Translation and Interpreting in 150+ Languages
Resistance is Futile. Google Translate Text-to-Speech Now in 34 Languages.
May 20, 2010 - By: - In: Machine Translation - 24 comments

Google Translate just gets better and better in its own increasingly horrible and creepy way. Fergus Henderson posted recently on the Google Blog about Google Translate’s new text-to-speech integration.

“One of the popular features of Google Translate is the ability to hear translations spoken out loud (“text-to-speech”) by clicking the speaker icon beside some translations.

“We rolled this feature out for English and Haitian Creole translations a few months ago and added French, Italian, German, Hindi and Spanish a couple of weeks ago. Now we’re bringing text-to-speech to even more languages with the open source speech synthesizer, eSpeak.

“By integrating eSpeak we’re adding text-to-speech functionality for Afrikaans, Albanian, Catalan, Chinese (Mandarin), Croatian, Czech, Danish, Dutch, Finnish, Greek, Hungarian, Icelandic, Indonesian, Latvian, Macedonian, Norwegian, Polish, Portuguese, Romanian, Russian, Serbian, Slovak, Swahili, Swedish, Turkish, Vietnamese and Welsh.”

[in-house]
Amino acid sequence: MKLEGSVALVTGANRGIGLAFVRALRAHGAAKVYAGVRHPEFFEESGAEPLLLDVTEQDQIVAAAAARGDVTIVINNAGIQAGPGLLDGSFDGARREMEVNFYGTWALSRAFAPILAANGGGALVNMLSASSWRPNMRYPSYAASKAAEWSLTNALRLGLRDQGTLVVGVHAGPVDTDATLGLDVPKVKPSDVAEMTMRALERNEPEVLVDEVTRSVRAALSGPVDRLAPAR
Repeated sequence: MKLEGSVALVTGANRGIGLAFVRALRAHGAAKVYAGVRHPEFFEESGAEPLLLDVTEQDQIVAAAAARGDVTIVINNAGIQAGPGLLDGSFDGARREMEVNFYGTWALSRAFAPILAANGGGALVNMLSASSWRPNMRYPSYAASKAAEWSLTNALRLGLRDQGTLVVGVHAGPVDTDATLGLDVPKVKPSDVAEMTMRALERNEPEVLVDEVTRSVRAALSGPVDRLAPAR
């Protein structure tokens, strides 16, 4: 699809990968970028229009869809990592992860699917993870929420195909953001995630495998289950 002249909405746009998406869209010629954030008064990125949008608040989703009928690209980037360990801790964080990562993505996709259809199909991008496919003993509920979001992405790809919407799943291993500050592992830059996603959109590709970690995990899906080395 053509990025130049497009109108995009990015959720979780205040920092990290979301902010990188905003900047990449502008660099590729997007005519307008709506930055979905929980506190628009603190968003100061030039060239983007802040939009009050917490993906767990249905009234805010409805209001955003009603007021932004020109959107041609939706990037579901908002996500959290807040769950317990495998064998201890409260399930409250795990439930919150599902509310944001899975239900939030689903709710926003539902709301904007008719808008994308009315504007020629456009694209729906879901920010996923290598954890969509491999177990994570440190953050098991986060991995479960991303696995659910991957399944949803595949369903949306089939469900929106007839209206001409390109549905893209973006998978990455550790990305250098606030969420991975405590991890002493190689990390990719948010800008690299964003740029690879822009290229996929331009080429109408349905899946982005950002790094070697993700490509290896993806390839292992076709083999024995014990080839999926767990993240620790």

I have to admit I have a weakness for this kind of stuff, especially because all the voices sound like they come out of Star Trek, which has obviously been a big influence to those Googlers. (ADHD aside: did you know that they have dating sites specifically to hook up with a Googler? Weird but true. But back to the topic….)

When I say Googlers are into Star Trek, that’s a euphemism for saying Googlers are into the Borg. You know, the cybernetically enhanced humanoids from The Next Generation who, through a policy of forced aggregation, I mean, assimilation, transform individuals and technology into Google, I mean, Borg, which is a massive hive mind in single-minded pursuit of its own twisted ideas of perfection.

So check it out. I did some answering machine messages and some handy phrases here,  here, and here. Since iPhone doesn’t do flash, I was unable to test the audio on my cell, but I can imagine how useful this audio feature would be in random encounters with illiterate, non-English speakers―or to scare small children―but I guess I’ll have to wait.

Meanwhile, you translators can sleep well knowing that your hard work, posted under copyright by your high-paying clients, has been aggregated for conversion into wacky robot languages that people around the world can use for free. The collective thanks you.

Do you think this post will affect my Google page rank?

Do no evil, now, hear? XOXO Translation Guy

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